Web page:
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Gilchrist v. Colvin

United States District Court, D. South Carolina, Aiken Division

March 28, 2016

JANICE GILCHRIST, Plaintiff,
v.
CAROLYN W. COLVIN, Acting Commissioner of Social Security, Defendant.

ORDER

DAVID C. NORTON UNITED STATES DISTRICT JUDGE

This matter is before the court on Magistrate Judge Shiva V. Hodges’s Report and Recommendation (“R&R”) that this court reverse Acting Commissioner of Social Security Carolyn Colvin’s (“Commissioner”) decision denying plaintiff Janice Gilchrist’s (“Gilchrist”) application for disability insurance benefits (“DIB”) and remand for further proceedings. The Commissioner filed objections to the R&R. For the reasons set forth below, the court accepts the R&R and remands the Commissioner’s decision.

I. BACKGROUND

Unless otherwise noted, the following background is drawn from the R&R.

A. Procedural History

Gilchrist filed an application for DIB on October 19, 2010, alleging disability beginning on July 18, 2009.[1] The Social Security Agency denied Gilchrist’s claim initially and on reconsideration. Gilchrist requested a hearing before an administrative law judge (“ALJ”), and ALJ Tracy Daly held a hearing on October 12, 2012. The ALJ issued a decision on December 4, 2012 finding that Gilchrist was not disabled under the Social Security Act. Gilchrist requested Appeals Council review of the ALJ’s decision. The Appeals Council declined to review the decision, rendering the ALJ’s decision the final action of the Commissioner.

On June 5, 2014 Gilchrist filed this action seeking review of the ALJ’s decision. The magistrate judge issued an R&R on August 5, 2015 recommending that this court reverse the ALJ’s decision and remand for further proceedings. The Commissioner filed objections to the R&R on August 12, 2015, to which Gilchrist did not reply. The matter is now ripe for the court’s review.

B. Medical History

Because Gilchrist’s medical history is not relevant to the disposition of this case, the court dispenses with a lengthy recitation thereof and instead notes a few relevant facts. Gilchrist was born on June 18, 1960 and was 50 years old on the alleged onset date. She completed the ninth grade and has twenty-four years of past relevant work experience as a yarn inspector and as a twister attendant.

C. ALJ’s Decision

The Social Security Act defines “disability” as the “inability to engage in any substantial gainful activity by reason of any medically determinable physical or mental impairment which can be expected to result in death or which has lasted or can be expected to last for a continuous period of not less than 12 months.” 42 U.S.C. § 423(d)(1)(A); 20 C.F.R. § 404.1505. The Social Security regulations establish a five-step sequential evaluation process to determine whether a claimant is disabled. See 20 C.F.R. §§ 404.1520, 416.920. Under this process, the ALJ must determine whether the claimant: (1) is currently engaged in substantial gainful activity; (2) has a severe impairment; (3) has an impairment which equals an illness contained in 20 C.F.R. § 404, Subpt. P, App’x 1, which warrants a finding of disability without considering vocational factors; (4) if not, whether the claimant has an impairment which prevents him or her from performing past relevant work; and (5) if so, whether the claimant is able to perform other work considering both his or her remaining physical and mental capacities (defined by his or her residual functional capacity) and his or her vocational capabilities (age, education, and past work experience) to adjust to a new job. See 20 C.F.R. § 404.1520; Hall v. Harris, 658 F.2d 260, 264-65 (4th Cir. 1981). The applicant bears the burden of proof during the first four steps of the inquiry, while the burden shifts to the Commissioner for the final step. Pass v. Chater, 65 F.3d 1200, 1203 (4th Cir. 1995) (citing Hunter v. Sullivan, 993 F.2d 31, 35 (4th Cir. 1992)).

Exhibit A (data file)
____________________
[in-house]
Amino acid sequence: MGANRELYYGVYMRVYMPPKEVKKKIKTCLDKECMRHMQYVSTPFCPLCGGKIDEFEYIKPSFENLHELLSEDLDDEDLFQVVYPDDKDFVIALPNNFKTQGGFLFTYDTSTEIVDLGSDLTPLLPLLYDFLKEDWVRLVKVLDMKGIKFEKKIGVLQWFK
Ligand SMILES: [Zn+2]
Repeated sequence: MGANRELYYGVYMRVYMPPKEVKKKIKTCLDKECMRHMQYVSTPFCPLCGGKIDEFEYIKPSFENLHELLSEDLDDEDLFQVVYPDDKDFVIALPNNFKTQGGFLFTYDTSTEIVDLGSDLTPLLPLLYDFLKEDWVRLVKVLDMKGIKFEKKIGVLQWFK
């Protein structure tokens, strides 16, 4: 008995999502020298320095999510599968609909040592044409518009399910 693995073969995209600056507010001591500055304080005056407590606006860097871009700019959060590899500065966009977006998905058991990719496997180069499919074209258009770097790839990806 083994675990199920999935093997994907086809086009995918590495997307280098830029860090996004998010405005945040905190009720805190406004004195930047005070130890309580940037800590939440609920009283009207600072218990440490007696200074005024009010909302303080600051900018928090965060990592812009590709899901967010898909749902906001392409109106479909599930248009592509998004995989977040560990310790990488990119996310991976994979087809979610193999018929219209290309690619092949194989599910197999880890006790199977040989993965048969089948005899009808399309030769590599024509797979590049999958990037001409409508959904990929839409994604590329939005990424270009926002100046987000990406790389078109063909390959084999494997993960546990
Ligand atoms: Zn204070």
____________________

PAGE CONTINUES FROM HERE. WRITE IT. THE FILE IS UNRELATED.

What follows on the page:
The ALJ employed the statutorily required, five-step, sequential-evaluation process to determine whether Gilchrist was disabled from June 18, 2010 through December 31, 2014, her date last insured. The ALJ first determined that Gilchrist had not engaged in substantial gainful activity during the relevant time period. Tr. 10. At step two, the ALJ found that Gilchrist suffered from the following severe impairment: arthritis. Id. At step three, the ALJ determined that Gilchrist’s impairment did not meet or equal one of the listed impairments in the Agency’s Listing of Impairments (“the Listings”). Tr. 11; see 20 C.F.R. Part 404, Subpt. P, App’x 1. Before reaching the fourth step, the ALJ determined that Gilchrist had the residual functional capacity (“RFC”) to perform light work, as defined by 20 C.F.R. §404.1567(b). Tr. 13. However, the ALJ determined that Gilchrist was unable to crawl, was able to climb ramps or stairs occasionally, was limited to work in a low stress job, must be able to alternate between sitting or standing positions throughout the day without leaving the workstation, must avoid moderate exposure to irritants and chemicals, and must avoid all exposure to hazards, machinery, and unprotected heights. Id. At step four, the ALJ found that Gilchrist was unable to perform any past relevant work. Tr. 18. At step five, the ALJ found that Gilchrist was able to perform jobs that exist in significant numbers in the national economy. Id. The ALJ thus found that Gilchrist was not disabled. Tr. 19.

II. STANDARD OF REVIEW

This court is charged with conducting a de novo review of any portion of the magistrate judge’s R&R to which specific, written objections are made. 28 U.S.C. § 636(b)(1). A party’s failure to object is accepted as agreement with the conclusions of the magistrate judge. See Thomas v. Arn, 474 U.S. 140, 149-50 (1985). The recommendation of the magistrate judge carries no presumptive weight, and the ...


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